Legault in a jam against teachers and nurses
Quebecers are caught in a high-stakes game of chicken. Who will yield first — the government, or the “common front” of unions representing over 400,000 public sector workers, including teachers and health-care professionals?
Union members took to the streets last week for a series of strikes to press their contract demands, which include higher wages and better working conditions. The government has offered them a pay hike of 10 per cent over five years, which the unions say is not enough, as it doesn't even cover inflation.
Like many of these labour negotiations, public opinion plays a key role in determining how stubbornly the government can dig in its heels.
Many people may not be too fond of union tactics or the brash persona of some of their leaders, but almost everybody believes nurses and teachers deserve better pay. But to pay them what they deserve, the government must find the money in its budget, and, of course, taxpayers ultimately foot the bill. The government is caught in the paradox between the cost to taxpayers of absorbing a big increase in public sector salaries, and the belief by those same taxpayers that these professions need to be paid more.
So what can we expect from Premier François Legault, who is no stranger to the “divide and conquer” approach?
Despite naming a conciliator to try to bring the two sides together, Legault's political calculation is likely that a protracted strike will help the government side. General strikes are disruptive and often inconvenient to many, as we saw last week with working parents scrambling to make arrangements for their kids, and elective hospital procedures being cancelled. If this continues indefinitely, public support for union members could wane and allow the government to hold firm, pass backto-work legislation and claim it is committed to protecting the public purse.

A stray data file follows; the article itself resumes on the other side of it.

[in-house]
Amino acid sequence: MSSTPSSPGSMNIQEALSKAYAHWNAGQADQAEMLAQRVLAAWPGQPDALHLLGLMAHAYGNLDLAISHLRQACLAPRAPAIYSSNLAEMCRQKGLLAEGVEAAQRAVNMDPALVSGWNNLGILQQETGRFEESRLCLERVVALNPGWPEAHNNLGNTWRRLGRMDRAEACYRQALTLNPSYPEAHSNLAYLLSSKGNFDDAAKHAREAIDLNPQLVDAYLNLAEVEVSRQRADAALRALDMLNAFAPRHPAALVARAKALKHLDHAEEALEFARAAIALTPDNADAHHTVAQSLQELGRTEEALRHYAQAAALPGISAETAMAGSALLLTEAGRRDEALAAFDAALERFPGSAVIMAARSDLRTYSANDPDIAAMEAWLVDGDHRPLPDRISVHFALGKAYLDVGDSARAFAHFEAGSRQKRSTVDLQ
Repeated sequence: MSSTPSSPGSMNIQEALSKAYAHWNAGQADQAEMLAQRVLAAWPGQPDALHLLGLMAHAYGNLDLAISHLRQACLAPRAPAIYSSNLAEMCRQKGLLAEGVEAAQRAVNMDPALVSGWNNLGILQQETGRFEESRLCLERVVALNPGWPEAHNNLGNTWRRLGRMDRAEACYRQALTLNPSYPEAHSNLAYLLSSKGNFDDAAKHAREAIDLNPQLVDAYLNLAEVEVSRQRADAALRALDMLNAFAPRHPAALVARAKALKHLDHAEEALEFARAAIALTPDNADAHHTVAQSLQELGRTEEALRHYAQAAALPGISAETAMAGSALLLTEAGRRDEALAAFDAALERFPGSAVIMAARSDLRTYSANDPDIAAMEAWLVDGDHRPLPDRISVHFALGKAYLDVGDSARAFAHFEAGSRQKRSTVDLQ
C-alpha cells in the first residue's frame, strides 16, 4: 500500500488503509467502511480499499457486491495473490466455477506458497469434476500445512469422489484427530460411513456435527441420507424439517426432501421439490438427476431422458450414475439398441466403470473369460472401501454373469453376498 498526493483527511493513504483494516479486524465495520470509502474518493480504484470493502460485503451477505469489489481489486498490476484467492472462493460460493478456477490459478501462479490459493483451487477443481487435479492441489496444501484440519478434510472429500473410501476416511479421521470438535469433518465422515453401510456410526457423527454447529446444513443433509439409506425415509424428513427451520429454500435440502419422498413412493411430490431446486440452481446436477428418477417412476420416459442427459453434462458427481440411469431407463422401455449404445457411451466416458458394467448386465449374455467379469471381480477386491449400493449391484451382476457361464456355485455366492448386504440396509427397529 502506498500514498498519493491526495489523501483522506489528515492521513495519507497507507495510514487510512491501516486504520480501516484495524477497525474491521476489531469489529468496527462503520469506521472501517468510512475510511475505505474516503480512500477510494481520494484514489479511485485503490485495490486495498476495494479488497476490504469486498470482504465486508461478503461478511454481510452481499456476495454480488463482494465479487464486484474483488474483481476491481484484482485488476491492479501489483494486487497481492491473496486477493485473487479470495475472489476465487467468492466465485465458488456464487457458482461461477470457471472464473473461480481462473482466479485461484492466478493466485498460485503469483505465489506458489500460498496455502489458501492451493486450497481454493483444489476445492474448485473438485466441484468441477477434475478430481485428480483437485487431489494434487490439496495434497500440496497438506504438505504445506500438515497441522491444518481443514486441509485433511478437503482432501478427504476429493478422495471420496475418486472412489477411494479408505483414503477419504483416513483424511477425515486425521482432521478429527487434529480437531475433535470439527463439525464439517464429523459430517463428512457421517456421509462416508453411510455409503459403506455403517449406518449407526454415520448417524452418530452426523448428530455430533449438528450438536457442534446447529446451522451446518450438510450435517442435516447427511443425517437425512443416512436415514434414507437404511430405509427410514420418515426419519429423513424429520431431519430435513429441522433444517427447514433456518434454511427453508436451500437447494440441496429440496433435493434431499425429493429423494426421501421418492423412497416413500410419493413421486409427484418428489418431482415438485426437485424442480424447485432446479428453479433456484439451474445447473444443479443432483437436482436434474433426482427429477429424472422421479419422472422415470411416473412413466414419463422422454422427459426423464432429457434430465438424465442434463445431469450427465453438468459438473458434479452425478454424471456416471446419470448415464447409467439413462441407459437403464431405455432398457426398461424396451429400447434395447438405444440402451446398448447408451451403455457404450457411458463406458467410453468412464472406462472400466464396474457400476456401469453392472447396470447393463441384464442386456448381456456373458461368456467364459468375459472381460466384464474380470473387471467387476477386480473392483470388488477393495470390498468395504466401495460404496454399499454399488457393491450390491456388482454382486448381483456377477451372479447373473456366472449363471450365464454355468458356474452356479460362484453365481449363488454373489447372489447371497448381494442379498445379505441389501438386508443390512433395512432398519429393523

But that likely would be a major miscalculation. It's hard to see how Legault can score any PR points by portraying himself as a protector of the taxpayer, given the number of ill-timed initiatives recently that have dealt a severe blow to his credibility.
Voting to raise MNAS salaries by 30 per cent never looks good, but is especially foolish amid contentious public sector negotiations. Another shot in the foot is the $5 million to $7 million the government is spending for the L.A. Kings to play two pre-season games in Quebec City. The idea might sound good over a beer as a way to get the NHL to expand to the provincial capital. But paying L.A. a king's ransom for a couple of meaningless games — especially after the Habs offered to play for nothing — is tone deaf when many Quebecers cannot afford groceries. And there was talk this week about that multibillion-dollar “third link” tunnel again, a shameless attempt to win back voter support in the capital region after Legault's broken campaign promise.
All this severely weakens any negotiating leverage Legault might hope to garner through public opinion. But he also seems to be missing the most important point of all:
The quality of our critical education and health-care sectors and their ability to attract qualified personnel cannot afford to be weakened any further; otherwise, there is a risk of creating more social and economic damage. Employees who feel more valued are more productive. Investing in a more motivated public workforce — instead of one that feels cheated and underpaid — will pay long-term dividends. This trickle-down economic effect far outweighs the cost of current salary demands.
Time for Legault to read the room, take the high road and yield a win to workers. In the long run, everyone would benefit.
Robert Libman is an architect and planning consultant who has served as Equality Party leader and MNA, as mayor of Côte-st-luc and as a member of the Montreal executive committee. He was a Conservative candidate in the 2015 federal election. twitter.com/robertlibman